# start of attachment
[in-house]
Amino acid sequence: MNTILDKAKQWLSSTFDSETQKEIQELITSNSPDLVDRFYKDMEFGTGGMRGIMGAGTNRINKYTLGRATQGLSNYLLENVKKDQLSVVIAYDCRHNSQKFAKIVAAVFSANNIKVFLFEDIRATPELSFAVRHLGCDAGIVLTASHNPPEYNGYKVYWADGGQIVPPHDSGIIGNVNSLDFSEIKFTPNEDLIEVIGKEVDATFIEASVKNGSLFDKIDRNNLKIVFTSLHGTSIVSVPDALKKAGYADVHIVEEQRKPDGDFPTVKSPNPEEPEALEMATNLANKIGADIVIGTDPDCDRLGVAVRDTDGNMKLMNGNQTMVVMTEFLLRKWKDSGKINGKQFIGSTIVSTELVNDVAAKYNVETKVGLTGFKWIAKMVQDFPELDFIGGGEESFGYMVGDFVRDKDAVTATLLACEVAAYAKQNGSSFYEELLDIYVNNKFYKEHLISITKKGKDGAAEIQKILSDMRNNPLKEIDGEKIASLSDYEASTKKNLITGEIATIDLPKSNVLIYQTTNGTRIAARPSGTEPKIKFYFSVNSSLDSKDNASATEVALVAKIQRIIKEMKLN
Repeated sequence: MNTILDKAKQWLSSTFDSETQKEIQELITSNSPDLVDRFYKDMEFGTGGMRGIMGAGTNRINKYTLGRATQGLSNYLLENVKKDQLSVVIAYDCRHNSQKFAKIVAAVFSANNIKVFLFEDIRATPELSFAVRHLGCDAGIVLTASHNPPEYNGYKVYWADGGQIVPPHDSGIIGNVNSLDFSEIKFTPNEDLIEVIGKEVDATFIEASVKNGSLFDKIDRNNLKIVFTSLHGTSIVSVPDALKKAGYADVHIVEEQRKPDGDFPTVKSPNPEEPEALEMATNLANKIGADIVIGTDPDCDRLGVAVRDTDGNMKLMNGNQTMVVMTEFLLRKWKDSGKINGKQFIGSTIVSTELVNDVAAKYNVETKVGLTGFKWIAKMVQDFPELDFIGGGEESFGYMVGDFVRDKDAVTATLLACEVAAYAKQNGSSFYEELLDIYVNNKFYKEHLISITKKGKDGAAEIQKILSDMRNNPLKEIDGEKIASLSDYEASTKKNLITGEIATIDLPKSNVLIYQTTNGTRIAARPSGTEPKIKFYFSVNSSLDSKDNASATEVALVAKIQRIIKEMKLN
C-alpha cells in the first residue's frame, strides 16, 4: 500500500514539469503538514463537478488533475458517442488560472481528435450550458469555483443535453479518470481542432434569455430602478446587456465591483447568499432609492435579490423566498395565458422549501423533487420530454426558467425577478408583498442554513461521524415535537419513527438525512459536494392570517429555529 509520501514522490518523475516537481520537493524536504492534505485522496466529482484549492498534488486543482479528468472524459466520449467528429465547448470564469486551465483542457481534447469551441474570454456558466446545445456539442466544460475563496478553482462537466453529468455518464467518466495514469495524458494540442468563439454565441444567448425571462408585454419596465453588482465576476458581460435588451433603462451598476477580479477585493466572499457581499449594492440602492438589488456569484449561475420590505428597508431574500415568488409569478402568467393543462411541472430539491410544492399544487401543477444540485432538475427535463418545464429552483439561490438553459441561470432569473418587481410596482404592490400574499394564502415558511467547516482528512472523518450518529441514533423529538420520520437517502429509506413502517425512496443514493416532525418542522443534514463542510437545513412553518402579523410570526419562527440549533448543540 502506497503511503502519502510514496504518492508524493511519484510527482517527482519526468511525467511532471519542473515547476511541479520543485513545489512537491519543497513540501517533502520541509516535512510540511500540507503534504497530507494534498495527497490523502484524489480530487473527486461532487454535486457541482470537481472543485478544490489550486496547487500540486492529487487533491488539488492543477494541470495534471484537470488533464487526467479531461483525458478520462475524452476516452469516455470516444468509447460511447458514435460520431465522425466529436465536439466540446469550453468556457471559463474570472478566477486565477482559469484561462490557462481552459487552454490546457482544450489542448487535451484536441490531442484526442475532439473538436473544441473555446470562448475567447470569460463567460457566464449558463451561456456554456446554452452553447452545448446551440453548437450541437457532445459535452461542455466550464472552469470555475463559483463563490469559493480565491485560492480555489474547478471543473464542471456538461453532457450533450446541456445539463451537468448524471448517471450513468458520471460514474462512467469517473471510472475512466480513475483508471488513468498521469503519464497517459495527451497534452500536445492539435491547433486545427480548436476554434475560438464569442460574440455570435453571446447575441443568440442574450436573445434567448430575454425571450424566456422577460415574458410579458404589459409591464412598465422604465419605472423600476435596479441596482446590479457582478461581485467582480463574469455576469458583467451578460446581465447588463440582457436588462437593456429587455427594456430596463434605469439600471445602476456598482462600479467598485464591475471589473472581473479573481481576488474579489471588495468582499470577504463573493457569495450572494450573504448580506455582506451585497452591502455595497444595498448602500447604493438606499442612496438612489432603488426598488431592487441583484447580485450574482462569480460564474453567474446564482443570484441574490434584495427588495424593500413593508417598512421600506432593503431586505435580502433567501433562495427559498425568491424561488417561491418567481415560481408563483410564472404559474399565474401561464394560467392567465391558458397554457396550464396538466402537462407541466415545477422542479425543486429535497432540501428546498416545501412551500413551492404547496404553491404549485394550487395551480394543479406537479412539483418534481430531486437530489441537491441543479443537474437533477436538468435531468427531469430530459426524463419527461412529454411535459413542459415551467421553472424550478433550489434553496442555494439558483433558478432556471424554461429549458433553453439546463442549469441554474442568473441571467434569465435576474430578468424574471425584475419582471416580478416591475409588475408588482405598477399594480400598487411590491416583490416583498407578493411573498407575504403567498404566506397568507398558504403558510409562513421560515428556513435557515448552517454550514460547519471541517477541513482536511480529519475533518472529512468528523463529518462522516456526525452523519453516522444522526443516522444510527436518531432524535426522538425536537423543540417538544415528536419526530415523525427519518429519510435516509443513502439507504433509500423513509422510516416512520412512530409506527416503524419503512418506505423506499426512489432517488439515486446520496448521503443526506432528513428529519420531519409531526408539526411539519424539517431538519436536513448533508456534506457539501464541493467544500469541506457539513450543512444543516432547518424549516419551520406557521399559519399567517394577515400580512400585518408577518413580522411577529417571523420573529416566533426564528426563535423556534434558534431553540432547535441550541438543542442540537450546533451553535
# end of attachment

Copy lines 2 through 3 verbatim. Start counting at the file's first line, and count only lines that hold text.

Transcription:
Amino acid sequence: MNTILDKAKQWLSSTFDSETQKEIQELITSNSPDLVDRFYKDMEFGTGGMRGIMGAGTNRINKYTLGRATQGLSNYLLENVKKDQLSVVIAYDCRHNSQKFAKIVAAVFSANNIKVFLFEDIRATPELSFAVRHLGCDAGIVLTASHNPPEYNGYKVYWADGGQIVPPHDSGIIGNVNSLDFSEIKFTPNEDLIEVIGKEVDATFIEASVKNGSLFDKIDRNNLKIVFTSLHGTSIVSVPDALKKAGYADVHIVEEQRKPDGDFPTVKSPNPEEPEALEMATNLANKIGADIVIGTDPDCDRLGVAVRDTDGNMKLMNGNQTMVVMTEFLLRKWKDSGKINGKQFIGSTIVSTELVNDVAAKYNVETKVGLTGFKWIAKMVQDFPELDFIGGGEESFGYMVGDFVRDKDAVTATLLACEVAAYAKQNGSSFYEELLDIYVNNKFYKEHLISITKKGKDGAAEIQKILSDMRNNPLKEIDGEKIASLSDYEASTKKNLITGEIATIDLPKSNVLIYQTTNGTRIAARPSGTEPKIKFYFSVNSSLDSKDNASATEVALVAKIQRIIKEMKLN
Repeated sequence: MNTILDKAKQWLSSTFDSETQKEIQELITSNSPDLVDRFYKDMEFGTGGMRGIMGAGTNRINKYTLGRATQGLSNYLLENVKKDQLSVVIAYDCRHNSQKFAKIVAAVFSANNIKVFLFEDIRATPELSFAVRHLGCDAGIVLTASHNPPEYNGYKVYWADGGQIVPPHDSGIIGNVNSLDFSEIKFTPNEDLIEVIGKEVDATFIEASVKNGSLFDKIDRNNLKIVFTSLHGTSIVSVPDALKKAGYADVHIVEEQRKPDGDFPTVKSPNPEEPEALEMATNLANKIGADIVIGTDPDCDRLGVAVRDTDGNMKLMNGNQTMVVMTEFLLRKWKDSGKINGKQFIGSTIVSTELVNDVAAKYNVETKVGLTGFKWIAKMVQDFPELDFIGGGEESFGYMVGDFVRDKDAVTATLLACEVAAYAKQNGSSFYEELLDIYVNNKFYKEHLISITKKGKDGAAEIQKILSDMRNNPLKEIDGEKIASLSDYEASTKKNLITGEIATIDLPKSNVLIYQTTNGTRIAARPSGTEPKIKFYFSVNSSLDSKDNASATEVALVAKIQRIIKEMKLN